We have heard about claims of 2,4-D injury to commercial grapevines in Pennsylvania, potentially stemming from applications in nearby field crops. Grapes are among the list of very sensitive high-value crops grown in Pennsylvania, and drift damage often incurs very high costs. Therefore, field crop applicators should stay aware of the risks associated with 2,4-D drift.
Below, we explain the issues surrounding drift to 2,4-D sensitive crops and list some essential points for applicators to keep in mind next spring.
As we continue to hear more and more cases of dicamba drift cases across the mid-South, it’s important to remember that drift happens close to home too. Last week we heard of several claims of alleged 2,4-D drift damage in commercial vineyards in Pennsylvania.
The growers believe these likely came from 2,4-D applications on nearby field crops during spring burndowns, and some damage was reportedly severe enough to kill all or part of this year’s wine grape crop. Still, for field crop growers, 2,4-D remains an important option for managing problem weeds like marestail, especially in the face of herbicide resistance.
Therefore it is important to follow the label when applying 2,4-D to reduce drift potential to other sensitive crops grown throughout the state. This article outlines 2,4-D label guidelines and explains how and when applications are most likely to affect off-target crops.
In addition to grapes, other 2,4-D-sensitive high value crops in Pennsylvania include sweet potatoes, tobacco, peppers, tomatoes, melons, squash, and brassicas. In vegetables, the product often becomes unmarketable once the plants show visual herbicide damage.
Grapevines present an additional challenge as a woody perennial crop – herbicide damage weakens the permanent plant tissue, which can translate into decreased yield and poor grape quality for several years.
According to Mike White, an Iowa State University viticulture specialist who has been responding to 2,4-D drift reports on vineyards for years, vines can be damaged by 2,4-D drift as soon as the plant leafs out in the spring. Therefore, 2,4-D drift has the largest effect on grapevines when it’s applied between April and May – by this point, leaves are present and grape clusters are forming.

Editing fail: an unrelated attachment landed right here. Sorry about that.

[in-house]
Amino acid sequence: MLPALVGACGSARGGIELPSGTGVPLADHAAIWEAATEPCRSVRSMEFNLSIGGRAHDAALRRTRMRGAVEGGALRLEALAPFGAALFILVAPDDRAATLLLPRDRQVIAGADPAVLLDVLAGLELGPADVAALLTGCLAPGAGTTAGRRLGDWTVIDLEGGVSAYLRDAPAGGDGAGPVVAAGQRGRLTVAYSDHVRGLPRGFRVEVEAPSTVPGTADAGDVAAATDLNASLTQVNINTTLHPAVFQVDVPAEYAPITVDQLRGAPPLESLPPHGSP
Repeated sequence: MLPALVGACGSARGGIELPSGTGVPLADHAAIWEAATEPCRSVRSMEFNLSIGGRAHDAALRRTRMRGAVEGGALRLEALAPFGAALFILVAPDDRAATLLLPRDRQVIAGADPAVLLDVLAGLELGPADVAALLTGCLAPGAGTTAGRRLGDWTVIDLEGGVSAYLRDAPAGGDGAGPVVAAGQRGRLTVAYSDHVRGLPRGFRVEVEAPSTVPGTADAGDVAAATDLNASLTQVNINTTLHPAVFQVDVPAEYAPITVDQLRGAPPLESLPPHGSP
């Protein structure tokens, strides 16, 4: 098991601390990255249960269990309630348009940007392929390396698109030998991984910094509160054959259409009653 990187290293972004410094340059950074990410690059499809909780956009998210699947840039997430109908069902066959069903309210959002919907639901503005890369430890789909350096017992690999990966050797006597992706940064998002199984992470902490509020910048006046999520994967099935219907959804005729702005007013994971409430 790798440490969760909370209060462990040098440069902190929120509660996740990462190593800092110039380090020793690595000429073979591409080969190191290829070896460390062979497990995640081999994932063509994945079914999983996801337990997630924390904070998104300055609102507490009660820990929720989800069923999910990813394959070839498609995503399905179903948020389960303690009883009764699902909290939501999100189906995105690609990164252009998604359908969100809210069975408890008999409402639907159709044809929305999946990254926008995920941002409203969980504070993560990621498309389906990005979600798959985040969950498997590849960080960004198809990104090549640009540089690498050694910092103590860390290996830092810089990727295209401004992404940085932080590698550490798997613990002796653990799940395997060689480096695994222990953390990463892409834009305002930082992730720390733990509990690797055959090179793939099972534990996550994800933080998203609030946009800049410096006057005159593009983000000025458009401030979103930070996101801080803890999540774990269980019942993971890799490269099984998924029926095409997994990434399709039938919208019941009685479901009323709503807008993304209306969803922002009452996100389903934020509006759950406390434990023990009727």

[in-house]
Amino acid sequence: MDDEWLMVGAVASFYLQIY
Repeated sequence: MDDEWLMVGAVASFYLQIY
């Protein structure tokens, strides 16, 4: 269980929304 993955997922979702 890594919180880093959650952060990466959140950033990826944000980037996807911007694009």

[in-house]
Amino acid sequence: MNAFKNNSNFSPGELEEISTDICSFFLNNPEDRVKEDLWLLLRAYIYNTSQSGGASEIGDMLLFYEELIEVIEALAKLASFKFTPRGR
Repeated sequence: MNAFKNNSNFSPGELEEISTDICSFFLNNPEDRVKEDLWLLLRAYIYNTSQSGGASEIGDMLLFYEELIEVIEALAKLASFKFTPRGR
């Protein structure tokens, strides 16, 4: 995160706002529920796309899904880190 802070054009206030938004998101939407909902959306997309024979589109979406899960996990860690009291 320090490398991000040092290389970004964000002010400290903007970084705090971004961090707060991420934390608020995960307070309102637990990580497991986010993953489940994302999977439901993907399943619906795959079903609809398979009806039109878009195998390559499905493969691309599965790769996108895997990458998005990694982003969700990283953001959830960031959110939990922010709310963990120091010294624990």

Since this coincides with an important time for 2,4-D burndown in field crops, care should be used when applying 2,4-D burndowns in fields near vineyards.
More on Herbicide Drift
In the case that off-target drift is confirmed, monetary consequences to the applicator can be high due to the high per-acre value of many of these sensitive horticultural crops. Land owners whose fields experience drift are able to file complaints with the state department of agriculture, which then investigates the claim to determine the source.
Here are some points to consider when applying 2,4-D, to prevent drift to sensitive crops:
Timing and awareness – It is not always feasible to time applications in a way that avoids sensitive periods for off-target crops. However, it is useful to be aware of when nearby sensitive crops are most susceptible to damage, as well as when they are being planted.
Many vegetables are most susceptible during flowering, but they can be damaged any time after transplant or emergence. Tomato injury often occurs May-early June.
With grapevines, drift injury can occur any time after their leaves emerge but is often the worst (and will cause the highest yield loss) from April-June. Drift later in the season will have less effect on this year’s crop, but can largely lower the plant’s ability to survive the winter.
Buffers – For fields adjacent or near to non-target crops, larger buffers decrease injury potential. While 200-300 foot buffers are typically adequate, the safe buffer distance depends on other factors like wind speed and direction, air temperature, and topography. If applying the new dicamba formulations, check the label for specific minimum buffer requirements. Most 2,4-D and dicamba drift cases originate within 1/8 mile.
Nozzles – Use nozzles that increase droplet size, and use lower spray pressures. Larger droplets decrease the risk for drift.
Spray pressure – Low spray pressure also decreases the risk for drift
Inversions and wind speed – Avoid spraying during temperature inversions. Inversions often occur in the evenings and are indicated by very calm wind speeds (under 2 mph) and warm temperatures. Inversions cause herbicide particles to hover in the air after application, then gradually move upward and drift onto neighboring areas. Do not spray 2,4-D or dicamba if wind speeds are under 2 mph or above 12 mph.
Temperature – Avoid spraying during periods of several days of high temperatures. Off-target damage from volatilization may increase if temperatures are too high during application. The risk of volatilization is directly related to increases in air temperature, and most volatilization occurs within 2 days of application.
Dicamba and Soybeans Videos
On a closely related topic, you may want to check out these two new videos just added to the PA Soybean Board YouTube channel. In a case example, Dr. Bill Curran discusses Diagnosis of Soybean Injury from Dicamba Drift and Xtend Soybean Use and Precautions